I don’t do much front-end software engineering. If I can avoid, I don’t really do it at all. Prefer the backends etc. But for my personal projects no-one else is going to do it. I figured I should move to use HTTPS for some of the content. Using my lack of front-ending for past years as an excuse, I then proceeded to make the silliest of mistakes.
I spent some 1-2+h trying to search the internetz for the reason why my website would only load up 7 bytes of seemingly random data on the browser when trying to load it over HTTPS, which would most of the time get downloaded as a file instead of showing anything in the browser. I was using a self-signed certificate for testing, so given that my first few attempts gave me a certificate warning and later ones did not give warnings, rather just garbage data, I was feeling rather confused.
In the end it finally turned out to be because I was typing “localhost:8443/mysite” in the browser address bar, and this of course causes the browsers to load it as a HTTP page.8443 is the port I was hosting the web-server on as opposed to the 443 regular HTTPS port. Initially I must have put the HTTPS in the start as I got the certificate warnings, later not I somehow managed to leave it out.
So I guess the browser tried to load a HTTP page and got handed some parts of an SSL handshake, failed the handshake and got left with 7 bytes of seemingly random data that it downloaded for me. That’s my theory, couldn’t quite figure out the handshake byte content with a quick internet search. Using https://localhost:8443 as the URL worked great. Maybe next time I forget this and need to search again I will hit this blog entry and save myself some hours and frustration.
But what does CloudFlare have to do with any of this? Nothing much really for the part above. But I put my service behind CloudFlare and needed also to change it to give me HTTPS connections for part of the service.
I also needed a certificate that the browser would not complain about. LetsEncrypt seems to be a nice service to do this for free. But it also seems to be quite geared for Apache and Nginx. Having neither of those and running the service behind CloudFlare was bit hard. With embedded Jetty, there was also no way I was going to enable directory listings (who does that for security anyway…) and it was unclear what I should put where to get it to work. Also, CloudFlare being in the way seemed to be an issue.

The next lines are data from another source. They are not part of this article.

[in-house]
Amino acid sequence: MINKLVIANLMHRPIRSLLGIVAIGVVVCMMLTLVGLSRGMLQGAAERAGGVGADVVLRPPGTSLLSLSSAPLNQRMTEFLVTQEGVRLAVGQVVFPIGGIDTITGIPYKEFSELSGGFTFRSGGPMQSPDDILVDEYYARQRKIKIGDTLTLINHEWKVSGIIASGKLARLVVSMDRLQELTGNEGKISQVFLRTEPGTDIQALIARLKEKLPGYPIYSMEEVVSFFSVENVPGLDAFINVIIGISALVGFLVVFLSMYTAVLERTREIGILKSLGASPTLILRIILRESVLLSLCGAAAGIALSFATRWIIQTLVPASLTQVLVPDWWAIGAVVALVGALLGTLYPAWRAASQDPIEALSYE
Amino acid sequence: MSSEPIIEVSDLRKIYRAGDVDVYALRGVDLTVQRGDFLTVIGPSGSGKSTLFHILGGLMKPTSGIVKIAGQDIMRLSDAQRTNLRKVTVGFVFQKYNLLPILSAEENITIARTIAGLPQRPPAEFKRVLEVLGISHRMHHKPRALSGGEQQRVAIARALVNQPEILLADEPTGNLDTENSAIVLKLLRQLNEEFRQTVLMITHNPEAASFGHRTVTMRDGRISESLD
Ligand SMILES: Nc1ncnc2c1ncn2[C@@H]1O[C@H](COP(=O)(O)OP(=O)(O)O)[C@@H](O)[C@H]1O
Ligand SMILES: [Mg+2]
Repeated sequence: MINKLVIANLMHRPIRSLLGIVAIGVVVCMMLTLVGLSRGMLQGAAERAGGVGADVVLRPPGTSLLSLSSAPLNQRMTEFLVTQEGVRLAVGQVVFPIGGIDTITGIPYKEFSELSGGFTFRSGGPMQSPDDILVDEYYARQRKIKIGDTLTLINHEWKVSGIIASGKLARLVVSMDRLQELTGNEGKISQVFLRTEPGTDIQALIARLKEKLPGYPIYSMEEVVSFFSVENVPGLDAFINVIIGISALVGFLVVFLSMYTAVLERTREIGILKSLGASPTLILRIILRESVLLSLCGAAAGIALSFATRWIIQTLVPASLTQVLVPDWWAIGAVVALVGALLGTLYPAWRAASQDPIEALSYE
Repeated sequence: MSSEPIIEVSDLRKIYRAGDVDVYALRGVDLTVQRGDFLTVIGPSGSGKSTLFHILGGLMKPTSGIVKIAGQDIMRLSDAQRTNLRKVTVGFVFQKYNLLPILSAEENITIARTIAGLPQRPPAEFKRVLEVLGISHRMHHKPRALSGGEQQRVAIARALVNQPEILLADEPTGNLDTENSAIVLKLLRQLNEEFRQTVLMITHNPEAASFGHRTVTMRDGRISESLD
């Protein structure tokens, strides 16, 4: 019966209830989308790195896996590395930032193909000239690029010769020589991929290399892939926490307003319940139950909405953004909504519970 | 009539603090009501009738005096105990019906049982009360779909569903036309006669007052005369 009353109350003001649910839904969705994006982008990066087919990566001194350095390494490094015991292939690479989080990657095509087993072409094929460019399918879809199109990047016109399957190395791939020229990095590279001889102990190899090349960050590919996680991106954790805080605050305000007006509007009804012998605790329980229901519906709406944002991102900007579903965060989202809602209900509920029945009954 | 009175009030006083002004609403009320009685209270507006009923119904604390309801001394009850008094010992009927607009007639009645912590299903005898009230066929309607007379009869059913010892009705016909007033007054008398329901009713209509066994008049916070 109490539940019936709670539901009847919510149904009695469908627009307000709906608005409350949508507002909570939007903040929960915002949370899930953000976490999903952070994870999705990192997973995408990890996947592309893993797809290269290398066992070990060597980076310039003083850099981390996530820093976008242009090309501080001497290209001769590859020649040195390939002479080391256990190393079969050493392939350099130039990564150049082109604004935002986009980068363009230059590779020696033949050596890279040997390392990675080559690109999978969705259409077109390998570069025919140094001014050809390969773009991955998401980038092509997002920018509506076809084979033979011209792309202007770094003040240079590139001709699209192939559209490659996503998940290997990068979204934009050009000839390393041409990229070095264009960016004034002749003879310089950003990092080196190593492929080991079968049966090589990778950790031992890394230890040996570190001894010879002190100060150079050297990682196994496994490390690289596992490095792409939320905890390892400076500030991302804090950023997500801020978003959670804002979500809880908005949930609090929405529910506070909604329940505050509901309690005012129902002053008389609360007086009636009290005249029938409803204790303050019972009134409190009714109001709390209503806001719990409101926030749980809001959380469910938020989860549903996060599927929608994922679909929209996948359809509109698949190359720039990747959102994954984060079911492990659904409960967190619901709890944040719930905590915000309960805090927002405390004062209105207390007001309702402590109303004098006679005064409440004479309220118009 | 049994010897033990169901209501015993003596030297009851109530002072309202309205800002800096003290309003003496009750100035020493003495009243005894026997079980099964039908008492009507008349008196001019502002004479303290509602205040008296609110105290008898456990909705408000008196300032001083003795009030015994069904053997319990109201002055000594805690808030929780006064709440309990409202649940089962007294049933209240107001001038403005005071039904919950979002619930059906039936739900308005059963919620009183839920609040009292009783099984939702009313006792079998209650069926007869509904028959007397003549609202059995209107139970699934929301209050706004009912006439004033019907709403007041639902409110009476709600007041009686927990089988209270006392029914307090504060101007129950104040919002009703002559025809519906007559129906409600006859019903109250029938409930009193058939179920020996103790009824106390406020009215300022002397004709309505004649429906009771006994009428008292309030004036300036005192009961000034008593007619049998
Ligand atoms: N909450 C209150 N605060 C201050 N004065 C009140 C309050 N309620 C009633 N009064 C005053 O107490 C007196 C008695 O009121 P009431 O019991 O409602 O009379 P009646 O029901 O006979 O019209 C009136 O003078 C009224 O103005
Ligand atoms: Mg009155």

So CloudFlare has some of these nice options also at its “free” tier. “Full” SSL lets me use self-signed certificates between CloudFlare server and my own server, while having CloudFlare provide the browser client with a valid certificate from an authorized party. Nice for some poor little guys project like mine.
But it only works for sites such as “bob.sitename.com” and not, for example, “admin.bob.sitename.com”. So that has to be “adminbob.sitename.com”. It also seems to be want to push the SSL connection on me even if I explicitly try to go on the address “http://adminbob.sitename.com:80 “. So not sure if mixing HTTP and HTTPS for a single site is an option, at least on the free plan. Not a real problem as I can just put it all in different services and run some of the fully on HTTPS. But for redirects etc…
So sometimes, for me, the SSL never happens, other times it happens when I try to avoid it. Maybe I should just learn something better, but this security stuff could certainly be a bit simpler to get right.. It’s not really asking for that complex requirements (like maybe the browser could try to ID a HTTPS connection and inform me, large hosting providers/fronts could make the basic stuff simply work easily and give clear errors, and LetsEncrypt could make it easy for running their clients regardless of used webserver, etc.) . Well, its free stuff so what am I complaining.. 🙂